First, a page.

[Akutagawa Ryunosuke, photo Wikipedia]

The best stories by Akutagawa are in my view:
  1. "Hell Screen" ("Jigokuhen," 1917). Does great art demand the artist to give up human feelings to reach the pinnacle of his powers? That is the question asked in this story of a medieval painter who looks on at the sacrifice of his daughter to create the best work he can. In order to make a screen with a depiction of sinners tormented in Buddhist Hell, the painter - who can only paint from life - has a carriage set on fire in which the evil feudal lord - out of spite for his rebuffed love - has secretly chained and gagged the painter's beautiful daughter. The painter, who has been shown earlier on to have a cruel streak, is first shocked at seeing his daughter in the fatal carriage, but then when the flames leap up and she writhes in agony, he starts painting in ecstasy. Akutagawa has clearly modernized the story, for in pre-modern Japan painters always worked after templates, in the fixed style of the school to which they belonged - there was no such thing as individual originality and "painting after life." But that comment does not make the story less beautiful... "Hell Screen" was filmed several times (for example in 1969 as a Toho costume drama), and in 1953 was also made into a Kabuki play by Mishima Yukio.
  2. "Spinning Gears" ("Haguruma," 1927; the title has also been rendered as "Cogwheels"). The strongest of the autobiographical tales Akutagawa wrote in the years before his death - the reader almost feels he is pulled down the same dark hole as Akutagawa himself. The narrator is a novelist staying in a hotel in Tokyo to write stories. He takes long walks around the city, suffering from insomnia, and gradually loses his grip on reality. A whole life boils down to a few days of intense suffering, and finally inexhaustible paranoia.
  3. "In a Bamboo Grove" ("Yabu no Naka," 1922). A perfect demonstration of how humans all interpret events in different ways, and not coincidentally always to their own advantage. Pride and vanity keep us from seeing the truth (if the truth exists at all...). A samurai and his wife travel through a dense forest, they meet a robber, the samurai eventually dies, a passing-by woodcutter reports the crime. The woodcutter, a priest, the robber, the gentleman and his lady all have their own, self-serving versions of the same murder (or was it suicide?) - even the dead man speaking via a medium is still telling lies from over the grave... Together with "Rashomon" this story formed the basis for the classic film Rashomon by Kurosawa Akira. In fact, in my mind the stories are so indelibly linked to the film, that when reading them, before my eyes I see the images of Mifune Toshiro as the bandit, Kyo Machiko as the lady and Shimura Takashi as the woodcutter...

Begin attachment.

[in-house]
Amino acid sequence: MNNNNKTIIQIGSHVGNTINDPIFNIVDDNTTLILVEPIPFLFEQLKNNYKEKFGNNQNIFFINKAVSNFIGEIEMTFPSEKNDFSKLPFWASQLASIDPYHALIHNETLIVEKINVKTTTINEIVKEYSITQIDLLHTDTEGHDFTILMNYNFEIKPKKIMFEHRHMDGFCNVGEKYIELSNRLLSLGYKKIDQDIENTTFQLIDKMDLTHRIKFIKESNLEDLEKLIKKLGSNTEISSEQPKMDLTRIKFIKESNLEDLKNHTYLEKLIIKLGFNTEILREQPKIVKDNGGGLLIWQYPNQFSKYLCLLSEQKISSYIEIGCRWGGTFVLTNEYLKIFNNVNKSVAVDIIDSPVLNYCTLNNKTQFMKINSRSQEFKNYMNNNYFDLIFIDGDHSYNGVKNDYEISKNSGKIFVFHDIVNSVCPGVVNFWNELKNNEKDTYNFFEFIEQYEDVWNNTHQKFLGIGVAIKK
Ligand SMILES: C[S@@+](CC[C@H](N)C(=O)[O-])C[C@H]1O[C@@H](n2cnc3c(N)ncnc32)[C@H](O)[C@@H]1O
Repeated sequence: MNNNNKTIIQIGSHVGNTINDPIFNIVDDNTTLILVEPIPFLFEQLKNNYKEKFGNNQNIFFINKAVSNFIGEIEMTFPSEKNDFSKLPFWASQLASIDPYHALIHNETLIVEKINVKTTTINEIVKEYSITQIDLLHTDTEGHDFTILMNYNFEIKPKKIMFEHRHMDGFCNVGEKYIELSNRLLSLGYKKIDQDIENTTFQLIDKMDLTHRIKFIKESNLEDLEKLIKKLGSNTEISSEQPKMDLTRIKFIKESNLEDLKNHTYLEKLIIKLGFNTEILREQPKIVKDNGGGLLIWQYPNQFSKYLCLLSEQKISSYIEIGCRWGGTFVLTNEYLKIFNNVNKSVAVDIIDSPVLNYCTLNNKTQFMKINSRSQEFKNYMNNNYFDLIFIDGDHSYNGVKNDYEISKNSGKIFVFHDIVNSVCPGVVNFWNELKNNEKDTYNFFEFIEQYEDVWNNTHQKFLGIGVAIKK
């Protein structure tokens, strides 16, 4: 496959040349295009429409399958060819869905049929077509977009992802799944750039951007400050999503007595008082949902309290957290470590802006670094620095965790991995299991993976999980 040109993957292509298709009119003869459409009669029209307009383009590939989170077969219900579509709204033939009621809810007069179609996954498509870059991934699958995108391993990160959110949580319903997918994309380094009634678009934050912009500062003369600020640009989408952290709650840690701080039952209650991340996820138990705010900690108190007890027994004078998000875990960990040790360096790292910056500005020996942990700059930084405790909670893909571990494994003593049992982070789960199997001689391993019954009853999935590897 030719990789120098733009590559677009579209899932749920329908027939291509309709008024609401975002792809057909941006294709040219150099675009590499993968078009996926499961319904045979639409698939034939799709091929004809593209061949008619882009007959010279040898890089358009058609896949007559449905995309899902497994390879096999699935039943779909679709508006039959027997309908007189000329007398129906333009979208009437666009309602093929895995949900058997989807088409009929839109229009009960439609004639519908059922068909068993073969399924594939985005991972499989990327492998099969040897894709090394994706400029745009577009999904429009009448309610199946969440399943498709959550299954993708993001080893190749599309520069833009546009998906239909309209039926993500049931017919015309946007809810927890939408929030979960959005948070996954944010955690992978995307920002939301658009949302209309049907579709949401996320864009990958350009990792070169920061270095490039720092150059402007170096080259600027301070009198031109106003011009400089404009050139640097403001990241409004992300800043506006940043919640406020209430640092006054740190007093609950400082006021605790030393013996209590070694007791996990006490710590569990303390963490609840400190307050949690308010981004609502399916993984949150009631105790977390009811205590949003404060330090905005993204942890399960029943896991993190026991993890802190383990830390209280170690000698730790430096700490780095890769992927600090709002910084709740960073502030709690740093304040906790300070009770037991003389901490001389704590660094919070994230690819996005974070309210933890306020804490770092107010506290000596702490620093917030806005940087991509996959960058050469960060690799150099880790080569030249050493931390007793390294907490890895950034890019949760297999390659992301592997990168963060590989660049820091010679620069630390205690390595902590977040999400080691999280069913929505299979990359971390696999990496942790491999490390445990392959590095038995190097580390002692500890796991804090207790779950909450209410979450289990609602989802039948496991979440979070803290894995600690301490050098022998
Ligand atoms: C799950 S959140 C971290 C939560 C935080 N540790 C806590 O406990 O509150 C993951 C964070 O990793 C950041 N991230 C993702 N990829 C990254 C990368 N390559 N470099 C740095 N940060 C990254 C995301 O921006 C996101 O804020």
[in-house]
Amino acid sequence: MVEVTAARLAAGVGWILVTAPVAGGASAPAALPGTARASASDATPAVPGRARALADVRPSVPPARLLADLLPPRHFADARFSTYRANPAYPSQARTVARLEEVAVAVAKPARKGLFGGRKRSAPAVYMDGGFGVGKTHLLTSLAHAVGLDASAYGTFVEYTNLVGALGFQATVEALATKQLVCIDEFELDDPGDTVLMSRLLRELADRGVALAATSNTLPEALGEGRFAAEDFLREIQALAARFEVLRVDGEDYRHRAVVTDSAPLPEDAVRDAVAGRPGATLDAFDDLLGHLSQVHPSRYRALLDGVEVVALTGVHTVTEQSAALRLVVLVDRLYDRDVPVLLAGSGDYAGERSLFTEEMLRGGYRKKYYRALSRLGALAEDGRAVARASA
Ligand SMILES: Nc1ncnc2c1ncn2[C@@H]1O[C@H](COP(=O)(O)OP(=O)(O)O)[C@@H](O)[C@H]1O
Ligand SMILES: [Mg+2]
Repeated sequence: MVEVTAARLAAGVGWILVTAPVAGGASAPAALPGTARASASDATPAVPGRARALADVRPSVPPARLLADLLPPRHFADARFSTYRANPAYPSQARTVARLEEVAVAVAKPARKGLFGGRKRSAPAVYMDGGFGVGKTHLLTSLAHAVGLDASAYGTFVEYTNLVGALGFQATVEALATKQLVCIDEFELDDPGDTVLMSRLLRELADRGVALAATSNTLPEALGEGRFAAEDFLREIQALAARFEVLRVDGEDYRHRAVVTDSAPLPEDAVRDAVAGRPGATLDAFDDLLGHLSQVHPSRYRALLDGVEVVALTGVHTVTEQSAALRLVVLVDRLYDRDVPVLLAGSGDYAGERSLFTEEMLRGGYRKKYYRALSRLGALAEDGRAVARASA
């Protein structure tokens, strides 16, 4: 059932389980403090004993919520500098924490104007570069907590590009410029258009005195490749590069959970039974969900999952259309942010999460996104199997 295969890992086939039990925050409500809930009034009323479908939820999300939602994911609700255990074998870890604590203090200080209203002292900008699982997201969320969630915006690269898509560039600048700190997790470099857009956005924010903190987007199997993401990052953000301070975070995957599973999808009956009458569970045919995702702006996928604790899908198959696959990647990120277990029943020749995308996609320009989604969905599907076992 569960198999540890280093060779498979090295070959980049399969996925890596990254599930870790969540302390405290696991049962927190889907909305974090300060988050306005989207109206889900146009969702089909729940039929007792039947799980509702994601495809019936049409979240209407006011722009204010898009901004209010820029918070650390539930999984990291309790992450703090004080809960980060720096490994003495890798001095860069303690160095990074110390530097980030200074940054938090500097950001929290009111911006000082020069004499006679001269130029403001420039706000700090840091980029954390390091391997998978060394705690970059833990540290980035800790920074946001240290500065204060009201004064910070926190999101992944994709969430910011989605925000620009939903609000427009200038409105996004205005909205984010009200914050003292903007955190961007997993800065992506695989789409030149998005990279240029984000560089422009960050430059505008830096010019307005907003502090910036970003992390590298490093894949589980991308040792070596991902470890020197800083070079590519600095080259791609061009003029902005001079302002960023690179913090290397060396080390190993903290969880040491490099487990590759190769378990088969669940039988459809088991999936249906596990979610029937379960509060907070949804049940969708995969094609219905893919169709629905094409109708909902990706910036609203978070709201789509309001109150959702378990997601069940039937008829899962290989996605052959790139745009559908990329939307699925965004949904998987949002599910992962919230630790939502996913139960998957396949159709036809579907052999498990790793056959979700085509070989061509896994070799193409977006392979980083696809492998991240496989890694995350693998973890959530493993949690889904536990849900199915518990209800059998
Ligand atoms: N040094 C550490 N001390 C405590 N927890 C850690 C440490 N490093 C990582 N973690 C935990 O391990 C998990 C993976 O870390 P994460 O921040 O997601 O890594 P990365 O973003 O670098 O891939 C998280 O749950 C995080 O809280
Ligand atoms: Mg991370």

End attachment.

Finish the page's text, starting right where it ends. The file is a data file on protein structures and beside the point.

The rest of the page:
4. "Kesa and Morito" ("Kesa to Morito," 1918). A historical story about the infatuation of a palace guard for a married court lady, told in two monologues, first by the guard, Morito, and then by the lady, Kesa. In the original story in The Rise and Fall of the Genji and Heike (around 1400), Kesa is a paragon of fidelity and she only yields to the violent Morito (in fact her cousin) in order to save her mother, who is threatened by the lovesick man. Next, she asks Morito to kill her husband, as she can not bear the shame of being the wife of two men. This is  a ruse, though, for she ties up her hair and lies in the bed of her husband, waiting for the killer. Morito by mistake cuts off the head of his beloved and mad with grief, he finally becomes a Buddhist ascetic. The original story of Kesa was also used by Kinugasa Teinosuke in the 1953 film Gate of Hell (Jigokumon). Akutagawa probes the complex motives of both Morito and Kesa - in his version Kesa commits adultery out of vanity and ambivalent feelings towards Miroto rather than sacrifice for her mother.
  5. "Dragon" ("Ryu," 1919). Another historical tale. A priest who is fond of practical jokes, puts up a sign next to the Sarusawa Pond in Nara with the message: "On the third day of the third month, the dragon of this pond will ascend to heaven." To his own surprise, a huge crowd, from high to low, is assembled at the pond on that day and later all watchers believe they indeed saw a dragon rise up from the pond - the priest is unable to convince them that the sign was just a joke. A perfect story of religious obsession (the dragon in Japan is sacred, like a deity), showing that religion could well just be a form of mass hysteria.